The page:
American Policy Is Hurting Turkey

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Over the last two weeks, the Syrian regime has directed mortar and artillery fire at Turkish villages. The US ambassador to Turkey, Francis Ricciardone, might have stated, in response, that the United States stands behind its ally, Turkey, however it sees fit to protect itself. Instead, he confidently declared that Washington sees no possibility of war between Turkey and Syria. What the ambassador couched as a benign prediction was, in fact, an obvious instruction to Turkey.

Many have wondered whether the Assad regime's shelling was meant to provoke Ankara. A cartoon in the daily al-Hayat depicted the Syrian president thumbing his nose at Turkey, while shells were fired from his fingers.

Assad's aggression is an expression of his contempt not just for Turkish Prime Minister Erdogan but, in addition, the United States. He sees, on the one hand, Iran rallying all the members of its alliance network in the region (Hezbollah, Iraqi Shiite militants, and Iraqi Prime Minister Nouri al-Maliki) to prop him up and to isolate their common adversary, Turkey. On the other hand, Assad sees the US leaving its Turkish ally and the Syrian opposition alone in the cold.

Assad correctly interpreted the US position and concluded that he could attack Turkey with impunity. Washington not only had no interest in coming to the defense of its NATO ally, but also did not want to see any escalation from the Turkish side.

Reading Obama's preferences is easy for Assad. The US president has been advertising his inhibitions for many months. Last March, when the Turks came to plead with the administration to take the lead on more assertive measures in Syria, the US Secretary of State, Hillary Clinton, shot them down repeatedly. The Turks tried again in August and were once more rebuffed.

The more the US has signaled its intent, no matter what, to stay out of the game in Syria, the more aggressive Assad and his Iranian patrons have become.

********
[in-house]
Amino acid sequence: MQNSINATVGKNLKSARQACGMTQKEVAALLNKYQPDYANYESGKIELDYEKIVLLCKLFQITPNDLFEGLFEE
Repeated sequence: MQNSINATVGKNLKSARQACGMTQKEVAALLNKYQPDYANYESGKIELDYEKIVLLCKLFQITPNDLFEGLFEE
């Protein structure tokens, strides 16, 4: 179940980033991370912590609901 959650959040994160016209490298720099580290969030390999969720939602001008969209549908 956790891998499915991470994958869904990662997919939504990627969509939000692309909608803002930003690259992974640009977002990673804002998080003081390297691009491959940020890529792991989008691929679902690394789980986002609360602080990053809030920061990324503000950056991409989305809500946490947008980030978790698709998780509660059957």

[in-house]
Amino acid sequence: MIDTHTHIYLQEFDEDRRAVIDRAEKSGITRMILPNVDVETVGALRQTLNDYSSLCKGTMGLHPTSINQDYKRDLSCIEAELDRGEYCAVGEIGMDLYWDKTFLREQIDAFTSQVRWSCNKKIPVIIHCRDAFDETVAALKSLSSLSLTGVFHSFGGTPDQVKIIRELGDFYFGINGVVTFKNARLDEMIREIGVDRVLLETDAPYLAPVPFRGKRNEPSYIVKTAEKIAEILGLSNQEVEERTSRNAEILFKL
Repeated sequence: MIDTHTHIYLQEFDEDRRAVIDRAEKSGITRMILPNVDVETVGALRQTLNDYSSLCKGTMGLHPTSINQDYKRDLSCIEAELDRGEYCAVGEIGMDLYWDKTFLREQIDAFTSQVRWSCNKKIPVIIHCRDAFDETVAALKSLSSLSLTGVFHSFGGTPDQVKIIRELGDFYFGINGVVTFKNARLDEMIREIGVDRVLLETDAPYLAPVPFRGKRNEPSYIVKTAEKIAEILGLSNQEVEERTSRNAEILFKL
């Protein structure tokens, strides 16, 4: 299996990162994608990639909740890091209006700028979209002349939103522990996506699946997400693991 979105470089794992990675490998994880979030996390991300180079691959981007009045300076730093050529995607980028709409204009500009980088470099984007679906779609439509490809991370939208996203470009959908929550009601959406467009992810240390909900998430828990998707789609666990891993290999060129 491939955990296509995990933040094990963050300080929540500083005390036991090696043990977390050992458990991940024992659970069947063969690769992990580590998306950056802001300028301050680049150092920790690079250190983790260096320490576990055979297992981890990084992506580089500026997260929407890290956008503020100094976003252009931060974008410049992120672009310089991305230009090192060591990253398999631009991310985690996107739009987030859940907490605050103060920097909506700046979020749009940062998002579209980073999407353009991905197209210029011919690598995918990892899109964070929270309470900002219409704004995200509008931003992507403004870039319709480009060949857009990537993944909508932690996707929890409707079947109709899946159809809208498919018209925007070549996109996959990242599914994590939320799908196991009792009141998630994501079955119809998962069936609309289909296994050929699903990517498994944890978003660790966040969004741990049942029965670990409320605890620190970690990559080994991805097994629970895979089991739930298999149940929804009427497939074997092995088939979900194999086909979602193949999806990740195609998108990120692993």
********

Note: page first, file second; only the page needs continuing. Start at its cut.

Since as early as last summer, the Iranians have been showing the Turks that they would use the Kurdistan Workers' Party (PKK) against them. Tehran has shown its ability to reach a tactical alliance with the PKK in order to exploit one of Ankara's principal vulnerabilities: the Kurdish issue. They first released the PKK's commander, Murat Karayilan, in July of last year. A year later, Iran was allowing the PKK to use its soil to launch operations against Turkey.

But the most brazen attack came in late June, with the shooting down of a Turkish F-4 jet over international waters off the Syrian coast. The Turks were enraged, but once again, word immediately came from Washington that left no doubt about the Obama administration's preferences. In comments to the Wall Street Journal, an anonymous senior US defense official not only did not endorse the Turkish account of what happened, but also seemed to lend credence to the Syrian version.


The Turks, rightly, saw this leak as a calculated American effort to tarnish their credibility. The purpose of the sleight was clear: the Obama administration did not want this incident to become a slippery slope to US involvement in Syria, on the side of Turkey. The downing of the jet, therefore, had to be papered over, and Turkey had to swallow its pride. That was, in effect, the point made by US Chief of Staff, General Martin Dempsey, who admitted publicly that he impressed upon the Turks the importance of not being "provocative."

This display was not lost on the Russians. At the time, the Obama administration was in the middle of its ill-conceived attempt to coax Moscow into supporting a "peaceful transition plan" for Syria. Seeing that the Americans had thrown the Turks under the bus, the Russians piled it on. They upheld the Syrian account, and then rubbed Erdogan's nose in it by offering to provide him with "objective observation data" about the incident. They then advised the Turks not to allow the incident to "ignite passions."

Ambassador Ricciardone's comments on Tuesday repeated Dempsey's message: The US will not support Turkey escalating its response against Syria's provocations.

Riacciardone's comments are a perfect distillation of the US position on Turkey and Syria. After encouraging Turkey to take the lead on the Syria policy, the Obama administration has now opted to leave the Turks alone in facing Assad's Iranian and Russian allies.

The American policy is short sighted. At stake is the balance of power in the region that is favorable to US interests. Iran is marshaling all the elements of its national power to support its Syrian ally and pressure Turkey. By urging restraint on Ankara, Washington is inadvertently helping.

In Moscow, in July 2009, Obama said that powers forging "competing blocs to balance one another" was an antiquated "19th century view." Two months later, he again asserted at the UN General Assembly that "no balance of power among nations will hold."

Power politics may be dead and buried in Washington, but for Assad and his allies, it is alive and well.

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